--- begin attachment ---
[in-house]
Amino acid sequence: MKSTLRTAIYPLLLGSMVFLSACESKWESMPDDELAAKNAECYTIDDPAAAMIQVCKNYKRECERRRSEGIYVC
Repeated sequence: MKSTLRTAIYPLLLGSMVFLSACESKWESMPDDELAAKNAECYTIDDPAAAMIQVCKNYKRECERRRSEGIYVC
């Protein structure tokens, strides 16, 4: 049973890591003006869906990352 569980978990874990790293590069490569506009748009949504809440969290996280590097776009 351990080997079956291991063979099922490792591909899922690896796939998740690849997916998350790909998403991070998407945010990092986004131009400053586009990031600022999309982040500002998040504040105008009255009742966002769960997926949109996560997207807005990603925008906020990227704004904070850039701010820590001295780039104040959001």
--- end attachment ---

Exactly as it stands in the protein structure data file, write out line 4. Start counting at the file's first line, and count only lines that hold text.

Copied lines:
């Protein structure tokens, strides 16, 4: 049973890591003006869906990352 569980978990874990790293590069490569506009748009949504809440969290996280590097776009 351990080997079956291991063979099922490792591909899922690896796939998740690849997916998350790909998403991070998407945010990092986004131009400053586009990031600022999309982040500002998040504040105008009255009742966002769960997926949109996560997207807005990603925008906020990227704004904070850039701010820590001295780039104040959001």